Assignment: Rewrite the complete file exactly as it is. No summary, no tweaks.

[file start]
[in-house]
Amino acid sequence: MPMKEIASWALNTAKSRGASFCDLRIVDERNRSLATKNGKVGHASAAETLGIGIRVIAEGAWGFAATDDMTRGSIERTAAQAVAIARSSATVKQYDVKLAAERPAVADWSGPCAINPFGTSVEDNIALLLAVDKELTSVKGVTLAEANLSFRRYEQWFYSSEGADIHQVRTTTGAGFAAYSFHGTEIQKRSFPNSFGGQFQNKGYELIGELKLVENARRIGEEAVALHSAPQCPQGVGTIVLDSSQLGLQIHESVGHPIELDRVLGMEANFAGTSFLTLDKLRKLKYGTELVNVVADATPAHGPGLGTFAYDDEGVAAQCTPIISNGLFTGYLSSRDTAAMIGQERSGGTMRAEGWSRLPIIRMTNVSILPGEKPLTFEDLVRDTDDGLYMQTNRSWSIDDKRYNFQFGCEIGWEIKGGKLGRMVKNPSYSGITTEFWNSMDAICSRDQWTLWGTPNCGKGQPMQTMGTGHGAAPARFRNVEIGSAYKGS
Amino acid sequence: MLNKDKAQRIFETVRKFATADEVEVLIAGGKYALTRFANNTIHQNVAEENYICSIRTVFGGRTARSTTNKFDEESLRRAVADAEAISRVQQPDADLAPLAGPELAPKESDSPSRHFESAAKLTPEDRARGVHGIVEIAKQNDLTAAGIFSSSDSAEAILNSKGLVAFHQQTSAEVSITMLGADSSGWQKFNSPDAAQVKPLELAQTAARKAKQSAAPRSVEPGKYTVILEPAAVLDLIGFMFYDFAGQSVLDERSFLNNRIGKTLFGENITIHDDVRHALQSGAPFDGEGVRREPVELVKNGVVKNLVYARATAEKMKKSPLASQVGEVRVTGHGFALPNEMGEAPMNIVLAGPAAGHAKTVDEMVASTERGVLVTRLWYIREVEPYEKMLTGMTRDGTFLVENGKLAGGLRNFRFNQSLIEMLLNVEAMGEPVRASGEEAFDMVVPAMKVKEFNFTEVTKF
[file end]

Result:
[in-house]
Amino acid sequence: MPMKEIASWALNTAKSRGASFCDLRIVDERNRSLATKNGKVGHASAAETLGIGIRVIAEGAWGFAATDDMTRGSIERTAAQAVAIARSSATVKQYDVKLAAERPAVADWSGPCAINPFGTSVEDNIALLLAVDKELTSVKGVTLAEANLSFRRYEQWFYSSEGADIHQVRTTTGAGFAAYSFHGTEIQKRSFPNSFGGQFQNKGYELIGELKLVENARRIGEEAVALHSAPQCPQGVGTIVLDSSQLGLQIHESVGHPIELDRVLGMEANFAGTSFLTLDKLRKLKYGTELVNVVADATPAHGPGLGTFAYDDEGVAAQCTPIISNGLFTGYLSSRDTAAMIGQERSGGTMRAEGWSRLPIIRMTNVSILPGEKPLTFEDLVRDTDDGLYMQTNRSWSIDDKRYNFQFGCEIGWEIKGGKLGRMVKNPSYSGITTEFWNSMDAICSRDQWTLWGTPNCGKGQPMQTMGTGHGAAPARFRNVEIGSAYKGS
Amino acid sequence: MLNKDKAQRIFETVRKFATADEVEVLIAGGKYALTRFANNTIHQNVAEENYICSIRTVFGGRTARSTTNKFDEESLRRAVADAEAISRVQQPDADLAPLAGPELAPKESDSPSRHFESAAKLTPEDRARGVHGIVEIAKQNDLTAAGIFSSSDSAEAILNSKGLVAFHQQTSAEVSITMLGADSSGWQKFNSPDAAQVKPLELAQTAARKAKQSAAPRSVEPGKYTVILEPAAVLDLIGFMFYDFAGQSVLDERSFLNNRIGKTLFGENITIHDDVRHALQSGAPFDGEGVRREPVELVKNGVVKNLVYARATAEKMKKSPLASQVGEVRVTGHGFALPNEMGEAPMNIVLAGPAAGHAKTVDEMVASTERGVLVTRLWYIREVEPYEKMLTGMTRDGTFLVENGKLAGGLRNFRFNQSLIEMLLNVEAMGEPVRASGEEAFDMVVPAMKVKEFNFTEVTKF